At the sign of the Barking lion...

St Mary, Burstall

At the sign of the Barking lion...

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Burstall Passed churches: Burstall

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Burstall isn't far from the edge of Ipswich, a long and pleasant village which feels as if it might have been a fairly self-sufficient place at one time, although like many such villages the shop has closed and there is no school or post office anymore. The Arts & Crafts-style village hall is memorable, and the church is a grand sight beyond it in the village centre, for this otherwise fairly typical small parish church of the 14th Century was completed with a splendid north aisle with decorated tracery. The 13th Century tower was retained from the earlier church, which judging by a lancet in the north side of the chancel may have been late Norman.

The interior has a dim coolness, and again there is at first a sense of stepping into something entirely familiar in East Anglia, an ordinary village church which underwent a typical restoration in the 1870s at the hands of Suffolk architect William Barnes. However, alongside the nave runs the north aisle, opening out beyond an arcade which is remarkable for such a small church. It has intricately carved capitals with fleurons and paterae, exquisite on such an intimate scale. The tracery of the windows is thankfully not disturbed by coloured glass, the patterns allowed to swirl and flower in clear light, The range of old benches in the aisle cannot postdate it by much more than a century. At the east end of the aisle is a robust parclose screen in the same style as the window tracery, perhaps worked locally, which once contained a chantry altar. After the Reformation it became the family pew and mausoleum of the Cage family.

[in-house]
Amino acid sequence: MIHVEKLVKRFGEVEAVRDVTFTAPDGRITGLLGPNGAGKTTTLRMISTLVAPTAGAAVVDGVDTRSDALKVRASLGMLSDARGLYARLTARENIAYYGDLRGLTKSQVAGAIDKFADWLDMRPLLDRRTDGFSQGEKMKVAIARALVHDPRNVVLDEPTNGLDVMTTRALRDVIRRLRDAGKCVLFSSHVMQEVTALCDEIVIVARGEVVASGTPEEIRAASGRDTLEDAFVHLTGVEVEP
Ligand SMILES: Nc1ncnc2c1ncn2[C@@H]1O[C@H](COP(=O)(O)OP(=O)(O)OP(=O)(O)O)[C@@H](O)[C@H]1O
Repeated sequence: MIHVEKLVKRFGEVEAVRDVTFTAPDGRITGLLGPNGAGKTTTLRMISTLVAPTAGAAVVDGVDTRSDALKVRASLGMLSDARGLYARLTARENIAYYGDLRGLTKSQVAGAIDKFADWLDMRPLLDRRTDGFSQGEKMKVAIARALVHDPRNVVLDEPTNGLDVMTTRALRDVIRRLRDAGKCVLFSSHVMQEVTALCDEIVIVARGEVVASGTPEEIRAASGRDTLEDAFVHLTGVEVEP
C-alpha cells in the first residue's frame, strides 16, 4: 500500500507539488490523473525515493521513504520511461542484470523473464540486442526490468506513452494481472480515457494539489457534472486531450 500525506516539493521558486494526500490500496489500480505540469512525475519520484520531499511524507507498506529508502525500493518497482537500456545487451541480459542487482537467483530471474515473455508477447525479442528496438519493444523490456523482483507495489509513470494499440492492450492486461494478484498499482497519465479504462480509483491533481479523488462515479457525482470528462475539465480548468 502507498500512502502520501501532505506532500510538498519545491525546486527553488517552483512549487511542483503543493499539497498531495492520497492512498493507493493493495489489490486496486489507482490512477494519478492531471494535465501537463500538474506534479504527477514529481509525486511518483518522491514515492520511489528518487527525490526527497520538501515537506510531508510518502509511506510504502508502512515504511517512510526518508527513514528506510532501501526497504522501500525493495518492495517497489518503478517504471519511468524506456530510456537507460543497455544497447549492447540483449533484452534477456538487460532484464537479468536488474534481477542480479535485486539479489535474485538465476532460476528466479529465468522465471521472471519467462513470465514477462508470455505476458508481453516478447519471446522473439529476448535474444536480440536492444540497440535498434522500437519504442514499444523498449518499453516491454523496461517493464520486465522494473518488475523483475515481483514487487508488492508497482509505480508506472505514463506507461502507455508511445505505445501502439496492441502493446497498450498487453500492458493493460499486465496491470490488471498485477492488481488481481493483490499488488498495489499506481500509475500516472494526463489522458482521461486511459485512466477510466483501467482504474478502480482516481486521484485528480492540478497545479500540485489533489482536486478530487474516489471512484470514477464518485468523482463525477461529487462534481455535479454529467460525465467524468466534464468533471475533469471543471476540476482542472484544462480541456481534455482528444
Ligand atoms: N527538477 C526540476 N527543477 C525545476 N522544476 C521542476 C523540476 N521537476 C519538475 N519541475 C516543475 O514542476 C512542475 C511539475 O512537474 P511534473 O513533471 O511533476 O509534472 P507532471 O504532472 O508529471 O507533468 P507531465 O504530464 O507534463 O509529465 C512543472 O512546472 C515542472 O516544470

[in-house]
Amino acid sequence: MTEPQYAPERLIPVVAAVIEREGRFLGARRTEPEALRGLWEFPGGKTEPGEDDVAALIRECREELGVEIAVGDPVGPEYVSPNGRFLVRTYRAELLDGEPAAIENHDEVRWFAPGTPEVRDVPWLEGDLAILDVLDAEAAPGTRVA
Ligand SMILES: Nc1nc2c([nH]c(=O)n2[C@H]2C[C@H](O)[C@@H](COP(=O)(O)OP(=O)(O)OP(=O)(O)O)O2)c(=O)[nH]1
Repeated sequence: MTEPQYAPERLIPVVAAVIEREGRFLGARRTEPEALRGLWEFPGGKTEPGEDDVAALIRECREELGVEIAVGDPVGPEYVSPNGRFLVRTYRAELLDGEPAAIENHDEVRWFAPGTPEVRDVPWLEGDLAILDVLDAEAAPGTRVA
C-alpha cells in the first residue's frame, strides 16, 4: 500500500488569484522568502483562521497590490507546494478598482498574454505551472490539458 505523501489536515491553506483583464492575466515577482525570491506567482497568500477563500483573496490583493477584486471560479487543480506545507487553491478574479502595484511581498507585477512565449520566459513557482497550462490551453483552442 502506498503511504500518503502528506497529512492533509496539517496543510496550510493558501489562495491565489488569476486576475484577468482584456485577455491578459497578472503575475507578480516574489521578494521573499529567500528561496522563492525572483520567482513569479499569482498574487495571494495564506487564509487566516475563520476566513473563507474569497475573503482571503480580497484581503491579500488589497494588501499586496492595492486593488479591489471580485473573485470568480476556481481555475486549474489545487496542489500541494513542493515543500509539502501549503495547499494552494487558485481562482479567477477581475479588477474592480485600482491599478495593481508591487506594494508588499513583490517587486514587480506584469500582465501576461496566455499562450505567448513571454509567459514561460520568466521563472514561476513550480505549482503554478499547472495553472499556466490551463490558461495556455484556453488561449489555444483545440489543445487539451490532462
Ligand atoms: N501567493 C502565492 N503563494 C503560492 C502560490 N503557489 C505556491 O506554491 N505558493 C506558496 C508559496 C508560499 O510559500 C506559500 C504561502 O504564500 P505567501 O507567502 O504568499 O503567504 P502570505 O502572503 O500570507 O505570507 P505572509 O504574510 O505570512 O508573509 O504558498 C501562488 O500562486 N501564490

All that survives of the main screen between the nave and chancel is its dado. The reading desk on top of it was the work of Munro Cautley. This seems to have been part of a general refurbishment of the early 20th Century which also brought glass by Heaton, Butler & Bayne, one window of which is the parish war memorial. The hushed, sombre chancel created by the dark colours of the east window feels somewhat at odds with the lively light of the aisle.

This part of south Suffolk was wool-wealthy towards the end of the medieval period, and there are plenty of surviving wills and bequests which left money to Burstall church. For many East Anglian churches, these bequests were an opportunity to enlarge their churches and rebuild their towers, but at Burstall the church as we see it today was pretty well complete before the 15th Century began. Peter Northeast and Simon Cotton identified bequests in 1466 and 1477 made by John Spears and Lawrence Hoghson, who both left money to the new bell of the church. Interestingly, Spears also left money to the 'ele', or aisle of the church. It isn't clear whether this was intended for a repair to the north aisle or the construction of a south aisle. Whichever, an aisle was not mentioned in any further wills and a south aisle, even if intended, was never built. The one big building project before the Reformation intervened emerges in wills of the early 16th Century, and this was the rebuilding of the nave roof. This hammerbeam roof survives today, repaired by Frederick Barnes in the 1870s, who also added angels which James Bettley in the revised Buildings of England volume for Suffolk: West tells us were made by Thomas Stopher of Ipswich.


Simon Knott, April 2021

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north aisle looking east font
arcade looking west 14th Century capital
Mary and John at the Crucifixion east window 14th century glass and tracery
screen tracery 14th century tracery


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